Stipulations on Wacker’s contract do not faze the Gophers football team

by Jeff Sherry

Saturday’s 35-33 upset of Syracuse kept the Gophers football team unbeaten this season. It also got the team a step closer to keeping its coach.
A previously unknown clause in coach Jim Wacker’s recent contract extension was revealed last month, and it calls for Wacker to resign at the end of the year if Minnesota doesn’t win at least five games.
The University’s legal department inadvertently released the contract clause to the Star Tribune, and the newspaper promptly reported its findings. According to the contract, men’s athletics director Mark Dienhart can refuse Wacker’s resignation if he chooses.
Thus far, Minnesota’s players and coaches have looked at the win-or-else scenario as a non-factor. Five wins may be their new benchmark of success, but the Gophers say they aren’t feeling any added pressure.
“I don’t think anybody’s really talked about it,” tight end Troy Duerr said. “We’re confident it won’t ever become an issue. We’ve just got to go out and do what we’re supposed to each week. We’re going to try to win regardless.”
Wacker, 12-32 in his first four seasons at Minnesota, said coaches understand they must win to keep their jobs. It’s something that comes with the territory, and something they can’t worry about.
“Everybody knows that — that’s coaching,” Wacker said. “And in your fifth year, you’ve got to turn the program (around). That’s to be expected. If you don’t win, somebody else gets a chance. That’s the way the game was meant to be.”
The Gophers can make the whole point moot by simply continuing with their winning ways. But with the Big Ten schedule on tap, that may be difficult. In fact, only one of their three wins so far has come easily.
That win came in their Sept. 7 season-opener against Northeast Louisiana. The Gophers took control with their running game and routed the Indians, 30-3, in Monroe, La.
Freshman running back Thomas Hamner led the way with 158 yards and a touchdown on 22 carries. The Gophers also had no turnovers and only one penalty. The three points allowed by Minnesota’s defense was the lowest in 50 games.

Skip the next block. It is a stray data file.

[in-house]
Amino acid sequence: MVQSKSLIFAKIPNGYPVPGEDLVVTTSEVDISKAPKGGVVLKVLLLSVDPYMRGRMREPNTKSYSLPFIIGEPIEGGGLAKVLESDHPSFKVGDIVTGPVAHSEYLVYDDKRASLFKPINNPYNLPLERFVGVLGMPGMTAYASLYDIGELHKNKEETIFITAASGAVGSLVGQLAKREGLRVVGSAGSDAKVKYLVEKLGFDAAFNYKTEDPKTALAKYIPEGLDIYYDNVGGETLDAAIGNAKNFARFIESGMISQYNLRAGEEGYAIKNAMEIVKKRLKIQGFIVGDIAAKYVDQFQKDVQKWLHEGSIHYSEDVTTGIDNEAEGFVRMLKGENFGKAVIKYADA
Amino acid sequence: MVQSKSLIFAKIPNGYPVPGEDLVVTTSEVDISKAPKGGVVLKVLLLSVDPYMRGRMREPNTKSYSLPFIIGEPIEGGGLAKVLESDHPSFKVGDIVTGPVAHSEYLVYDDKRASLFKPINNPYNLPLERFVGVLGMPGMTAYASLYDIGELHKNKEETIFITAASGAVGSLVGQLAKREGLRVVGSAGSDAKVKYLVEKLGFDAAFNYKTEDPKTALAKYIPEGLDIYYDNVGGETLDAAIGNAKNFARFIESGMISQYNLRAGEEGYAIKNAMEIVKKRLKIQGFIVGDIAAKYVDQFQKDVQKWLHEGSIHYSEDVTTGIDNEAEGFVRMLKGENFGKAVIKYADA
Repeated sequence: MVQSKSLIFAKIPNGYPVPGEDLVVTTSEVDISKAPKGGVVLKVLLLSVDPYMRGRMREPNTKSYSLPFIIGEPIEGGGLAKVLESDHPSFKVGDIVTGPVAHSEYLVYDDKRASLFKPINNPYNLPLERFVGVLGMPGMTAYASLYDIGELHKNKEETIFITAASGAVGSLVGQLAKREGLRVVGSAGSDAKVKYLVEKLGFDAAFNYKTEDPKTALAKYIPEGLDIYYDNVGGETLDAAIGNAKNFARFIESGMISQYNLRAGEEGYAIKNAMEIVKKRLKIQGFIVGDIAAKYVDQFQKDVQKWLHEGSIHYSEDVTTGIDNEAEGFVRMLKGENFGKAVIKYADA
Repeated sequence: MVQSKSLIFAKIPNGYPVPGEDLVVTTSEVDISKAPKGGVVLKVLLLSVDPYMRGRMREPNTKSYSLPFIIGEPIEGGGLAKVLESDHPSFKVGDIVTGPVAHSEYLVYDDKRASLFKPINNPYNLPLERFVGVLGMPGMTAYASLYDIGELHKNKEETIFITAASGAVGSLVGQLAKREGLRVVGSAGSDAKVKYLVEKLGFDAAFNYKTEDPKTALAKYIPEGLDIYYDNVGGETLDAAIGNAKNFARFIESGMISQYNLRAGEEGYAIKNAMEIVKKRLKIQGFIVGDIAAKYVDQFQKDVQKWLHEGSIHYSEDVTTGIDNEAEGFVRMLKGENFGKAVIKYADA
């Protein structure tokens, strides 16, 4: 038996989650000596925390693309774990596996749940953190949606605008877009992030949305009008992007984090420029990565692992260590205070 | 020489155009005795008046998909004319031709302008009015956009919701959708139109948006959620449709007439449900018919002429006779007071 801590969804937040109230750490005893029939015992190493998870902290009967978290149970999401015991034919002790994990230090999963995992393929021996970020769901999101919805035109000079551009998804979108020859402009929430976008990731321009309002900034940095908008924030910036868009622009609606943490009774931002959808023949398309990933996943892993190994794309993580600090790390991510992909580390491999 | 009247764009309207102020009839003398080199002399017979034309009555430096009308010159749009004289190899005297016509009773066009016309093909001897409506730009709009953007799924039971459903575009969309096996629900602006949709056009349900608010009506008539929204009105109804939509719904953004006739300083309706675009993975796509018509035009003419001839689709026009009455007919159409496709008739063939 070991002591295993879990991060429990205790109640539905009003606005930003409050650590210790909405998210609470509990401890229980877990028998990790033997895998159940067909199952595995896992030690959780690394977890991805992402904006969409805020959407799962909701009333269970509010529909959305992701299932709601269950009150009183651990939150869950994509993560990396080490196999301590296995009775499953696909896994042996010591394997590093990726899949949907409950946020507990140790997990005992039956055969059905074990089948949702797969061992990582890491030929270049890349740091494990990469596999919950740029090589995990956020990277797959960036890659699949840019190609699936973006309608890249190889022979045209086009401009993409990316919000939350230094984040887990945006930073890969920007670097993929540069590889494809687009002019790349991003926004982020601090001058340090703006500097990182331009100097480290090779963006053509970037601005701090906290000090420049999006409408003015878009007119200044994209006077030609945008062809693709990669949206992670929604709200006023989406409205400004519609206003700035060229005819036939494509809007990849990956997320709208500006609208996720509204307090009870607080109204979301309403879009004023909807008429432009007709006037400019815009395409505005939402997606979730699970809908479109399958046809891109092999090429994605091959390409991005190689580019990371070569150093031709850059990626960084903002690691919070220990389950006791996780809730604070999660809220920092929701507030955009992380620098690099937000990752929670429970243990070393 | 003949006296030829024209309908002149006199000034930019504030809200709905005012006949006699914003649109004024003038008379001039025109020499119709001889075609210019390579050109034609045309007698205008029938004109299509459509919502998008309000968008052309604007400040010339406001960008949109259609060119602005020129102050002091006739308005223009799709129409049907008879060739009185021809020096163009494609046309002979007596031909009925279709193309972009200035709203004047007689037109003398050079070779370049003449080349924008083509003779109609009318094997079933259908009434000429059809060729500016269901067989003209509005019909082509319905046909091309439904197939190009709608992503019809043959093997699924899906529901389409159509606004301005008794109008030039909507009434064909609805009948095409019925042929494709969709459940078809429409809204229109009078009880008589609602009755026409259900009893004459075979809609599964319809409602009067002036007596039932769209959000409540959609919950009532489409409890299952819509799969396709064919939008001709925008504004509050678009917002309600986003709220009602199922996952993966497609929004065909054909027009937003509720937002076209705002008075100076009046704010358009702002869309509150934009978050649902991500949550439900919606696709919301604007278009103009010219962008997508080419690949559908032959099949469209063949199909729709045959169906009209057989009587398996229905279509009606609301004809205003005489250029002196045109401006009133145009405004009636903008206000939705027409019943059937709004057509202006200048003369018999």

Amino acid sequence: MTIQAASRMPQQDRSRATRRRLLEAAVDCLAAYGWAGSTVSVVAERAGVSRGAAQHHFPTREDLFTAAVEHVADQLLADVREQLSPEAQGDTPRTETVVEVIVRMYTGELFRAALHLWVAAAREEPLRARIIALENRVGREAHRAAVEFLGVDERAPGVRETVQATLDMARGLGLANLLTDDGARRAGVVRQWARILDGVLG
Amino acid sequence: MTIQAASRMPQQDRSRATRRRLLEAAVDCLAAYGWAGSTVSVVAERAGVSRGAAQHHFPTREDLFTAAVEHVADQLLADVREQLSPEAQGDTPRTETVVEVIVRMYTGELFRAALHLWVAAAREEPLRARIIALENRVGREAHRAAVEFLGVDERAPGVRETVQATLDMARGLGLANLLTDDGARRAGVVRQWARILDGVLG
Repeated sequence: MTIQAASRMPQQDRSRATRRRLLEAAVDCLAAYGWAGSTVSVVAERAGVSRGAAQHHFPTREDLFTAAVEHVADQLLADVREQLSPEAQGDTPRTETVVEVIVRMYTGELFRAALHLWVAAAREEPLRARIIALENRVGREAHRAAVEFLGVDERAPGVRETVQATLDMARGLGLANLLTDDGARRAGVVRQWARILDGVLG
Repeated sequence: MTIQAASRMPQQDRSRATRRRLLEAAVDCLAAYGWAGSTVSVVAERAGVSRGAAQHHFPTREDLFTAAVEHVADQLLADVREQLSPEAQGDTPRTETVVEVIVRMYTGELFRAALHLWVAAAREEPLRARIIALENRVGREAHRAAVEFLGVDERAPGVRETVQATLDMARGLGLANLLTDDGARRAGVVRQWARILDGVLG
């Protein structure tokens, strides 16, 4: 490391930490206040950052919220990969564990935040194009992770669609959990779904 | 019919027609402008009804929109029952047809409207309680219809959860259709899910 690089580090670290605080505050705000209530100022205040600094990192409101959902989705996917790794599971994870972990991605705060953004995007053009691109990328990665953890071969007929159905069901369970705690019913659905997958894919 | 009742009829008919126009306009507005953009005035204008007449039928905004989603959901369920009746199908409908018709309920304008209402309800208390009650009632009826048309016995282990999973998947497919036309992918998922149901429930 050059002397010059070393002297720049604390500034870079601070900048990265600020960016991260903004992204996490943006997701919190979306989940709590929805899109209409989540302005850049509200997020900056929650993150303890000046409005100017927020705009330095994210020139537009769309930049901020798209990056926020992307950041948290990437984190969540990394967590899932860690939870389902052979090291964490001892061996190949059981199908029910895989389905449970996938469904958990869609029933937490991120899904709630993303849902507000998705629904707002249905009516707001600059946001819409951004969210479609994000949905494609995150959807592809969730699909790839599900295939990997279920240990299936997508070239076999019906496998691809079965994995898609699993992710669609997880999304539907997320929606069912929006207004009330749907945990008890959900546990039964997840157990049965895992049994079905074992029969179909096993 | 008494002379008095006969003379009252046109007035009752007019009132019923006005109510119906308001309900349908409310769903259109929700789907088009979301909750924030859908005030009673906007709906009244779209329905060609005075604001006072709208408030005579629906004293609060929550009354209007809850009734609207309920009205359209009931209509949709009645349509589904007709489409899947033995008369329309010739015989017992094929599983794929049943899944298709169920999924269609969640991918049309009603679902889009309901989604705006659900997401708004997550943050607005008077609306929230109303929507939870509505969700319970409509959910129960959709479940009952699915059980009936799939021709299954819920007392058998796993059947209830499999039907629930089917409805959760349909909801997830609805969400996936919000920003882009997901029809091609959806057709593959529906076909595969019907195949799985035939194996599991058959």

“I think we just had a better football team than they did, obviously,” Wacker said. “We dominated up in the offensive line and really ran the ball well. Our overall level of execution was the most impressive thing in that ball game.”
The Gophers were expected to dispose of Ball State in similar fashion the following week. Instead, they came out flat and needed a miracle comeback to pull out a 26-23 win at the Metrodome.
The Cardinals ran all over Minnesota, totaling 234 yards on the ground. The Gophers were also hurt by turnovers. They fumbled the ball three times in the fourth quarter and trailed, 23-18, with no timeouts left and 1:33 remaining in the game.
Starting at its own 27-yard line, Minnesota moved all the way to the Ball State 18-yard line. Quarterback Cory Sauter then squeezed a pass through three Ball State defenders for the winning touchdown to Tutu Atwell with 15 seconds left.
Afterward, Minnesota’s players said they knew they’d win all along. In fact, they probably had a little too much confidence.
“I think Ball State is a very good team, better than a lot of people expected,” Hamner said Thursday. “And I also feel that deep in our minds somewhere we kind of underestimated them a little bit, because of how we dominated them (31-7) last year. They took us by surprise. They’re a very good team.”
Just how good of a team Minnesota is remains to be seen. Although the Syracuse win provided the Gophers with a legitimate confidence boost, they still had problems with run defense (301 yards) and turnovers.
But right now the Gophers believe they can overcome anything. Their consecutive fourth-quarter comeback wins have convinced them they’ll never be out of any game.
“We just need to keep focused and take it one game at a time,” Atwell said Saturday night. “Eventually, we’ll come up successful.”